OK, I know what you're thinking. Ben Franklin: Unplugged? When did PCS get into the historical impersonation business?

Don't worry—this is no after-school special. Josh Kornbluth, a Bay Area monologuist who earns his bread with long, nebbishy rants, isn't here to recite the highlights of Franklin's life and interminable supply of pithy quips. His interest in the "First American" is entirely self-serving: Kornbluth's brand of performance revolves around the relation of interesting personal history, and, at 50, he's run out of interesting stories to tell. Then, one morning, while shaving, he realizes he has lost enough hair and gained enough girth to resemble the man on the hundred-dollar bill and, at the urging of a particularly forceful aunt, considers creating a Franklin-centric stage show.

So far, all of Kornbluth's monologues, no matter their ostensible topic, have eventually come around to his relationship with his father, a New York public school teacher and dyed-in-the-wool communist who died, suddenly and unexpectedly, during his son's senior year at Princeton. This is the sort of trauma that colors one's perceptions for life, so it's no surprise Kornbluth really gets interested in Franklin's story only when he discovers the man had an illegitimate son, William Franklin, who was, contrary to his father's wishes, the colonial governor of New Jersey. It's not long before Kornbluth finds himself struggling to sort through academic rivalries, popular myth and Franklin's own self-aggrandizement in hopes of understanding the complicated relationship between the revolutionary father and Tory son. Along the way he meets a mildly crazy Franklin scholar, gallivants around Manhattan in a Franklin costume, gets revenge on Yale University and, of course, winds up thinking about his dad.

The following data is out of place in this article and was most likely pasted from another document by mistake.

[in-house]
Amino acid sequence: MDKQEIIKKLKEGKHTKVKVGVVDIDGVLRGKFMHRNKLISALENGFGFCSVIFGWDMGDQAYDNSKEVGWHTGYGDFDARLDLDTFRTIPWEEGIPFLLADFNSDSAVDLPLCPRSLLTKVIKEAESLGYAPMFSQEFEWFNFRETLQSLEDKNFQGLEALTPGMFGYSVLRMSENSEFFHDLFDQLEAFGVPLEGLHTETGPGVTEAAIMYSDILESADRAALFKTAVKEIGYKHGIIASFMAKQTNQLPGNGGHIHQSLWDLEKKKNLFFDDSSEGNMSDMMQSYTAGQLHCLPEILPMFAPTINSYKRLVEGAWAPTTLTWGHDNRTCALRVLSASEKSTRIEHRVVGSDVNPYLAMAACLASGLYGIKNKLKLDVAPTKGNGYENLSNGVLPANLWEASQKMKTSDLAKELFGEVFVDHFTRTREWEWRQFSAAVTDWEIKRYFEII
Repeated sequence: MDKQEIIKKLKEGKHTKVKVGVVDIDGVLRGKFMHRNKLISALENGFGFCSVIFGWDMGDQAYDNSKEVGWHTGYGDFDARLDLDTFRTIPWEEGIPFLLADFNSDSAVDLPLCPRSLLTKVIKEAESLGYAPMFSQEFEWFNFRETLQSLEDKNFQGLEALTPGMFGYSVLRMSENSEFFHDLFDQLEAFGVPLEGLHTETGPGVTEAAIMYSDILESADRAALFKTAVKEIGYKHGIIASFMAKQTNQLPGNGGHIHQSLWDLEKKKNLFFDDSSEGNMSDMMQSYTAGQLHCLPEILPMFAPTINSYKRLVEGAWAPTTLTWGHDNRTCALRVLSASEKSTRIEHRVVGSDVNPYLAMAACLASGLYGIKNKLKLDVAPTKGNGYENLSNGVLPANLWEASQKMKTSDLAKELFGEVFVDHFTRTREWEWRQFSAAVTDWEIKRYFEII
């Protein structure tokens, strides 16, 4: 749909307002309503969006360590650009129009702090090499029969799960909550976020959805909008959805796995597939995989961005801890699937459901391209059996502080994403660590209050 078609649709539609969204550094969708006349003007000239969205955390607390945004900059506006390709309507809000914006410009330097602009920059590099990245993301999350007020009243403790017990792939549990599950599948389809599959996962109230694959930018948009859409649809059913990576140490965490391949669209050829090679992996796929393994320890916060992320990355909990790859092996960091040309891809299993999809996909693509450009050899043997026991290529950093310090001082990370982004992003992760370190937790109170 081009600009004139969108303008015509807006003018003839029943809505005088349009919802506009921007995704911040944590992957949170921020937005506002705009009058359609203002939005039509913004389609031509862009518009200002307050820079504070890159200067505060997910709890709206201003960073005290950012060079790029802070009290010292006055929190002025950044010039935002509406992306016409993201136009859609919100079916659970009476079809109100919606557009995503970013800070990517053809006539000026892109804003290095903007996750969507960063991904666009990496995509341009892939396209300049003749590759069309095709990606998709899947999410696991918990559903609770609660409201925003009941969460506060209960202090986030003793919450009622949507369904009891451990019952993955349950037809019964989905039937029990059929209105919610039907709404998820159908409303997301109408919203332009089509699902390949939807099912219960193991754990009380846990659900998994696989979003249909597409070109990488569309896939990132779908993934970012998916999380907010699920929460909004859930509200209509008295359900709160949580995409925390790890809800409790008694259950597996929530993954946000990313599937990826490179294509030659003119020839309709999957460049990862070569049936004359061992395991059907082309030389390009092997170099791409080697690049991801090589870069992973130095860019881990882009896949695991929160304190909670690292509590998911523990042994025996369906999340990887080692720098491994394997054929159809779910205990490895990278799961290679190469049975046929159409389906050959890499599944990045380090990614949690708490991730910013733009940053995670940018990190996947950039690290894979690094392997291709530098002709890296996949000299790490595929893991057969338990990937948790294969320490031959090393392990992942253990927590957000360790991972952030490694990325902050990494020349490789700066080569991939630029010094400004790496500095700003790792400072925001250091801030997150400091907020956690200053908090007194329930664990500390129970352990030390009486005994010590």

All this, delivered at considerable volume with much thrashing of arms and spraying of spittle by a short, pudgy bald man wearing black jeans and a terrible Hawaiian shirt adorned with blue sunflowers. Kornbluth's persona is a schlemiel in the classic mold, but he—like all comedians feigning incompetence—is cannier than he looks, and his toying with the self-generated myth of Franklin is a blast to watch. Just watch out if you're sitting in the front row; you might get blasted yourself.


Gerding Theater, 128 NW 11th Ave., 445-3700. 7:30 pm Tuesdays-Saturdays, 2 pm Sundays, noon Thursdays, alternating 2 pm Saturday and 7:30 pm Sunday shows. Closes Nov. 22. $24-$45, $20 day-of-show rush tickets available.